Where’s the diversification?
Of course, the bond market is composed of more than simply credit and there is merit to diversifying sources of return within the fixed income portion of an overall portfolio.
In particular, we believe some attractive opportunities exist in the relative value currency space for investors with commensurate risk tolerance. Specifically, among commodity currencies, the Canadian dollar appears significantly undervalued, while the Australian and New Zealand dollars seem to be among the most overvalued currencies in G10.8 Similarly, within currencies that typically do well when markets retreat, the Japanese Yen currently appears undervalued, while the Swiss franc seems highly overvalued.
1 Represented by the Barclays U.S. Aggregate Bond Index as of 1/29/2016.
2 Represented by the Barclays U.S. Corporate High Yield Index as of 1/29/2016.
3 Represented by the Barclays U.S. Corporate High Yield Index as of 1/29/2016.
4 Source: Annual, quarterly and monthly U.S. Corporate Bond Trading Volume from 2005 to January 2016 sourced from Securities Industry and Financial Markets Association (SIFMA). Accessed on Feb 3, 2016.
5 Source: Securities Industry and Financial Markets Association (SIFMA).
6 Spreads are represented by the average option-adjusted spread on the Barclays U.S. Corporate High Yield Index over Treasuries.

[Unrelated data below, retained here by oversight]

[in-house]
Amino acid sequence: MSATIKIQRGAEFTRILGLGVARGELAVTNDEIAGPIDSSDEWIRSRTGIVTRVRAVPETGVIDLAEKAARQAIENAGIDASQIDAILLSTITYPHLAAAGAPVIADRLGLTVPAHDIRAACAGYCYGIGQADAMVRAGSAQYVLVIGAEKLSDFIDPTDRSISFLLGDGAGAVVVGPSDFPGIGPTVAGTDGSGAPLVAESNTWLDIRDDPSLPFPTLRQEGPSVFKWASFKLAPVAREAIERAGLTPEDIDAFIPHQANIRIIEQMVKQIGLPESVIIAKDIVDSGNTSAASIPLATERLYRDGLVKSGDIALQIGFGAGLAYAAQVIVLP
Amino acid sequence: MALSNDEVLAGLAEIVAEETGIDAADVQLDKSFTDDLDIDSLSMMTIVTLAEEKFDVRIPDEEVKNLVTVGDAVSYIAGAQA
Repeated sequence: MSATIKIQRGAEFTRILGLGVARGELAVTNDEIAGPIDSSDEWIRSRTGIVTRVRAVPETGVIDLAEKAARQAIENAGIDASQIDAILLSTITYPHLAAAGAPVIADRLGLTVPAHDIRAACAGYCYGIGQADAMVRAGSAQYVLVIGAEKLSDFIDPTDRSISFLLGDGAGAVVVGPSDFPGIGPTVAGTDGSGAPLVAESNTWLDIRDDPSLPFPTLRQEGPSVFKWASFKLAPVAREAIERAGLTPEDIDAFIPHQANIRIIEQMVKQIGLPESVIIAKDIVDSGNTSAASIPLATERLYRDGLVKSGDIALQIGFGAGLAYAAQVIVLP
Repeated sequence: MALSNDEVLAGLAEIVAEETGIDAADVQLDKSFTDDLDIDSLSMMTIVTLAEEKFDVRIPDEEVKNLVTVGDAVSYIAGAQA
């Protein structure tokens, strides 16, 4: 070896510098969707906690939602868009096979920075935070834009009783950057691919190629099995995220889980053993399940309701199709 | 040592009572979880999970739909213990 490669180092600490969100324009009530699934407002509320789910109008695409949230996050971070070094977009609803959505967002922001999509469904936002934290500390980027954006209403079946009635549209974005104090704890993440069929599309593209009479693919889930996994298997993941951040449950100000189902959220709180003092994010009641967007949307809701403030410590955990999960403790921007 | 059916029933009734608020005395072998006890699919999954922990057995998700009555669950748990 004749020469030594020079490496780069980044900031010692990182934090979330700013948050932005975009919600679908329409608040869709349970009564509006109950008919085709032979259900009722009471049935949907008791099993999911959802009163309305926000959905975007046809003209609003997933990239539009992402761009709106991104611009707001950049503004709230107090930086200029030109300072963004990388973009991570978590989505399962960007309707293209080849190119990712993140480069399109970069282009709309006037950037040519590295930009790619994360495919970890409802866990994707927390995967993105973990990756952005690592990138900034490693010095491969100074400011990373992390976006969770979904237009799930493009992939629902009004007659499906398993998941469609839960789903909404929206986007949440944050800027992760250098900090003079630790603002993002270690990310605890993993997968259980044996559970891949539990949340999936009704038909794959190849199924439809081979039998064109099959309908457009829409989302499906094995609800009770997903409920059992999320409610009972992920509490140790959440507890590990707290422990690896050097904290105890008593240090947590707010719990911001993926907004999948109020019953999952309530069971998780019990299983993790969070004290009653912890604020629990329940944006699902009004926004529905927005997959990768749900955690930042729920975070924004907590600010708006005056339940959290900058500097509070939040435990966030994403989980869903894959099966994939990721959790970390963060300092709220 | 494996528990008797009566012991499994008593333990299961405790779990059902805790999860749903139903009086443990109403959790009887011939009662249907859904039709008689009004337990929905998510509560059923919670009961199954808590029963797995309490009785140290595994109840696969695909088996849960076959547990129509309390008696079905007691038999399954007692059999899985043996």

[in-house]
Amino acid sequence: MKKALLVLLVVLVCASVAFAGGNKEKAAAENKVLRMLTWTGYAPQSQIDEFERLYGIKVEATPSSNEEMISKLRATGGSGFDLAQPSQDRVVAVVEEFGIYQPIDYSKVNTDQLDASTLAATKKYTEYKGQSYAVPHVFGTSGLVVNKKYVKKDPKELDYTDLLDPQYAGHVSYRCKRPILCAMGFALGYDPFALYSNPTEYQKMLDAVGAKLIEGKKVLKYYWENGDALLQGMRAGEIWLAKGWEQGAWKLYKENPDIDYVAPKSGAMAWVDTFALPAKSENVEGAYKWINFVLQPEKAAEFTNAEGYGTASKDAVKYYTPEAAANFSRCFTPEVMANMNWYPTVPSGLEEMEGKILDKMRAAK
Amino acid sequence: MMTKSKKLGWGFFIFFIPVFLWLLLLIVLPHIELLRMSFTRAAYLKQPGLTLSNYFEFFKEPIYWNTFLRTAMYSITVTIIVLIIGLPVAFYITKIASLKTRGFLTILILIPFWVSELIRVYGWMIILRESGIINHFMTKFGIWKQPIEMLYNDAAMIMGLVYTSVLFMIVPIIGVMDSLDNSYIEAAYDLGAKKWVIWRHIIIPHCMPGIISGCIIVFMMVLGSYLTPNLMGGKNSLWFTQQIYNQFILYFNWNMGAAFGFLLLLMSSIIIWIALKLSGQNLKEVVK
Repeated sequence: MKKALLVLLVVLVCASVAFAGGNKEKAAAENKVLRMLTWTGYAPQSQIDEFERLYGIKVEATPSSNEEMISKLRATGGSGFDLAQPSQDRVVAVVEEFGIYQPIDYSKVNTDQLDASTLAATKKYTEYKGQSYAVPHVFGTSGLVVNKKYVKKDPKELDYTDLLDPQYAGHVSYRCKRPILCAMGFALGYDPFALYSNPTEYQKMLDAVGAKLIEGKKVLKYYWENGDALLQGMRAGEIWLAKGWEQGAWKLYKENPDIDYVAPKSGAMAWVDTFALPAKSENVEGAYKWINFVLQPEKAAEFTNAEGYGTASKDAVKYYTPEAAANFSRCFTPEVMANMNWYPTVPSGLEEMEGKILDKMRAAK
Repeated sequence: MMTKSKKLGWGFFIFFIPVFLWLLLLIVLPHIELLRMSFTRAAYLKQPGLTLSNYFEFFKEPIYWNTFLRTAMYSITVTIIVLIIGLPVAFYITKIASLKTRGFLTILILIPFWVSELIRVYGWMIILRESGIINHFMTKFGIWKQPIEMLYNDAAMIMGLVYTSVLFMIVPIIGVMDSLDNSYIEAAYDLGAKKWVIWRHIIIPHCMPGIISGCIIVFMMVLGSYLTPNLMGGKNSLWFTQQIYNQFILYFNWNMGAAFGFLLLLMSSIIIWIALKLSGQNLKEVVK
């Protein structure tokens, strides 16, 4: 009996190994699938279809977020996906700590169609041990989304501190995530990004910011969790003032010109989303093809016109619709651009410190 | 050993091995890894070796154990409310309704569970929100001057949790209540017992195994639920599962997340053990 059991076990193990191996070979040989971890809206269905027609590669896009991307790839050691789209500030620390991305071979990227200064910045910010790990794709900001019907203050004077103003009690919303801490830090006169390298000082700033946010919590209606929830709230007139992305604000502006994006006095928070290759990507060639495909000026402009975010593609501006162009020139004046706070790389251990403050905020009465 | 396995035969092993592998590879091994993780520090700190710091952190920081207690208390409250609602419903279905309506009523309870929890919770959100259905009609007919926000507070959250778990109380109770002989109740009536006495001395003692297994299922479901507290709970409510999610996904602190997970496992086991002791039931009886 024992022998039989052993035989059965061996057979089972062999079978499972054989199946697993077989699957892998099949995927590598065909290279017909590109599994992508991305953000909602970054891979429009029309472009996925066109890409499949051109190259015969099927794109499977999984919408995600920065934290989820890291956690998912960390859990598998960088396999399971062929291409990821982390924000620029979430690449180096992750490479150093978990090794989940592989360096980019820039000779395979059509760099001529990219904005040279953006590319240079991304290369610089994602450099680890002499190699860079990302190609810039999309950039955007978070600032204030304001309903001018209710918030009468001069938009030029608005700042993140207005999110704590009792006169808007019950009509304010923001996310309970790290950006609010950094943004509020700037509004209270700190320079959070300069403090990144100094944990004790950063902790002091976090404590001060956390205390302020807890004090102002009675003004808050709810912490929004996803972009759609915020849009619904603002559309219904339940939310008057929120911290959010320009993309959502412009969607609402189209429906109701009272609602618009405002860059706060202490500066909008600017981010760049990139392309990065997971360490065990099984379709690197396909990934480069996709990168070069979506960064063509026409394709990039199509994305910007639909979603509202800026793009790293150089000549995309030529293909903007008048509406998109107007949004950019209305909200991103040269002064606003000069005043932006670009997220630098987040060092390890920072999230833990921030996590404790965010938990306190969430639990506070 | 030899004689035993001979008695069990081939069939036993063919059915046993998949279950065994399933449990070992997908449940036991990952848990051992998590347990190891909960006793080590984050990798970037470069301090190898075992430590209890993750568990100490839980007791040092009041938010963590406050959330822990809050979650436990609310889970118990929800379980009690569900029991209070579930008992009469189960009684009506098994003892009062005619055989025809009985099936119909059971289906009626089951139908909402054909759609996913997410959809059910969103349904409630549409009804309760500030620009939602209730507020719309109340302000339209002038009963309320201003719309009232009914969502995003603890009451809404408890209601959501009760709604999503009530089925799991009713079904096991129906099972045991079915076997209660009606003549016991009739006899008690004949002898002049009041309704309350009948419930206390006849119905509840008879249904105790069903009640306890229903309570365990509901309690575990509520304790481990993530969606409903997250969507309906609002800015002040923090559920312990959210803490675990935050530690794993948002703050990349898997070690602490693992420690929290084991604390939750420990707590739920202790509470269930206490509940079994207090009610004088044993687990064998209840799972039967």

7 Based on quarterly option-adjusted spread levels of the Barclays U.S. Corporate High Yield Index from 03/31/1994 to 12/31/2015.
8 G10 refers to The Group of Ten – the 11 countries (Belgium, Canada, France, Germany, Italy, Japan, the Netherlands, Sweden, Switzerland, the United Kingdom and the United States) that co-operate on global financial matters.
Barclays U.S. Aggregate Bond Index: An index, with income reinvested, generally representative of intermediate-term government bonds, investment grade corporate debt securities, and mortgage-backed securities. (specifically: Barclays Government/Corporate Bond Index, the Asset-Backed Securities Index, and the Mortgage-Backed Securities Index).
Barclays U.S. Corporate High Yield Index: an unmanaged index considered representative of fixed-rate, noninvestment-grade debt.
Bond investors should carefully consider risks such as interest rate, credit, repurchase and reverse repurchase transaction risks. Greater risk, such as increased volatility, limited liquidity, prepayment, non-payment and increased default risk, is inherent in portfolios that invest in high yield (“junk”) bonds or mortgage backed securities, especially mortgage backed securities with exposure to sub-prime mortgages. Investment in non-U.S. and emerging market securities is subject to the risk of currency fluctuations and to economic and political risks associated with such foreign countries.